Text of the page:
There’s certainly room in games like Catan for reducing the variance of your yield versus increasing its expected value, but it’s absurd to think that players wouldn’t get upset when they’re screwed over by a 1-in-8000 chance event occurring. If you try to control for an event like that in a game like Catan, you’ll just lose the other 7999 times out of 8000.

  5. Well designed randomness can help capture that in reality there tend to be far too many variables to allow for perfect strategies. Having your plan thrown to the wind and being forced to adjust can be a different and equally enjoyable kind of fun! But of course I can understand that some people don’t find that fun at all…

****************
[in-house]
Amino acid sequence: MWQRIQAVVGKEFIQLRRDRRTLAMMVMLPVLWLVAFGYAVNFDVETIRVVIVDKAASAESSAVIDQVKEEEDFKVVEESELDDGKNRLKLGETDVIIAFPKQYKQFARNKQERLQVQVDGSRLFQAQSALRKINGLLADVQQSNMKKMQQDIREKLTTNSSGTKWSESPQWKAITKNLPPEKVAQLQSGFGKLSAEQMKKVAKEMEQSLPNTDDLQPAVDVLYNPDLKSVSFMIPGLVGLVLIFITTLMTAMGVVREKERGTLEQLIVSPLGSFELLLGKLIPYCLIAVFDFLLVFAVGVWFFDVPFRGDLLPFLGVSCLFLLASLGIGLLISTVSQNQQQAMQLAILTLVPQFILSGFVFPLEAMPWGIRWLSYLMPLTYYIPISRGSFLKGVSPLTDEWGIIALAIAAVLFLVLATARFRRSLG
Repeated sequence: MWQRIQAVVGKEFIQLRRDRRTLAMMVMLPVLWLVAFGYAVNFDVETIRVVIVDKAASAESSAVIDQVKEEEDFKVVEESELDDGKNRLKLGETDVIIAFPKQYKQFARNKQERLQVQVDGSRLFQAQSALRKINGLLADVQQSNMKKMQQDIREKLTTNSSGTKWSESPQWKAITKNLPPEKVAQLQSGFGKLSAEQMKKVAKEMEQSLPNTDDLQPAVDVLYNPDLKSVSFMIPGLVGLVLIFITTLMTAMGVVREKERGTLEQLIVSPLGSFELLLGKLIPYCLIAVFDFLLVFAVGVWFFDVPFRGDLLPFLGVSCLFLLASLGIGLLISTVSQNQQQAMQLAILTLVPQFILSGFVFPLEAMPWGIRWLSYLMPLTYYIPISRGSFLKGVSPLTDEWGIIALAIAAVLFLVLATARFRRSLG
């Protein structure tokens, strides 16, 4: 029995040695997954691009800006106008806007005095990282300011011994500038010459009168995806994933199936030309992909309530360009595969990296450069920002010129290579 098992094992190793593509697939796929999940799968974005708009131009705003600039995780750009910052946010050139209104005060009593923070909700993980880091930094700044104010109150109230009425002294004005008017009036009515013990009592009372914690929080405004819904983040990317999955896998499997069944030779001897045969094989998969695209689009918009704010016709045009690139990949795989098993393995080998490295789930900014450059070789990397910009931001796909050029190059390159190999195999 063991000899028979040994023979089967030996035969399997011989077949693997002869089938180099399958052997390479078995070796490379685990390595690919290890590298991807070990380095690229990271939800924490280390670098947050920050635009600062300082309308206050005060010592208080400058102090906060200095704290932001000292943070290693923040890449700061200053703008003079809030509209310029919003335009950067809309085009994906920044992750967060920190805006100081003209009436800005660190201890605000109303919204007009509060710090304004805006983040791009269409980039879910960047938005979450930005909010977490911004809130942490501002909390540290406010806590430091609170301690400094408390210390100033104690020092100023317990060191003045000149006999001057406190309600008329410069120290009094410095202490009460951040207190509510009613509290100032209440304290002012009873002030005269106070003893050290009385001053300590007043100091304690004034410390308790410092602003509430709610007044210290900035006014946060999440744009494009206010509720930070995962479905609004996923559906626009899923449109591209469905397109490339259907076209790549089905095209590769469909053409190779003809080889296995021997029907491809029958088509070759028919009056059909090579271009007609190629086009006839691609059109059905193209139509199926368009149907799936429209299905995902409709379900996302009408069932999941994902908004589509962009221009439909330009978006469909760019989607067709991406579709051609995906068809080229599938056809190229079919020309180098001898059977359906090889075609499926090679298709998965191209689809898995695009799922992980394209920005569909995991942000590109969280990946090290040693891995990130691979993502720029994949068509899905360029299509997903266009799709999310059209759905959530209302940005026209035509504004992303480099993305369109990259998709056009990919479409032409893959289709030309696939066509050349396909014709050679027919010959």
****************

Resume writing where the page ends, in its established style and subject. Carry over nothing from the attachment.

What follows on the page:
6. Luck, the chance of something extreme (good, bad or different) happening, ties directly into the infrequent reward itch: mice, apes and humans, when faced with a lever which always, or on a set amount of pulls, gives a reward will pull it only when they want that reward. If however the chance of getting the reward is de-coupled from the amount of lever-pulls (sometimes it takes five pulls, sometimes the next pull rewards), all animals will pull the lever with much greater frequency. Hence the effectiveness of grinding and slotmachines.

    Luck/chance, however is the anti-thesis of ‘fair’; you can’t have a game which is fair and involves luck … . Of course, two players in a game have the exact same chance (one could say: luck distribution) of something happening, and in that a game could be called fair by an outsider, but tell that to the unlucky player.

    The real question is not a question, but a debate: when is it ok to apply luck and when isn’t it? And to what degree do you allow it to happen.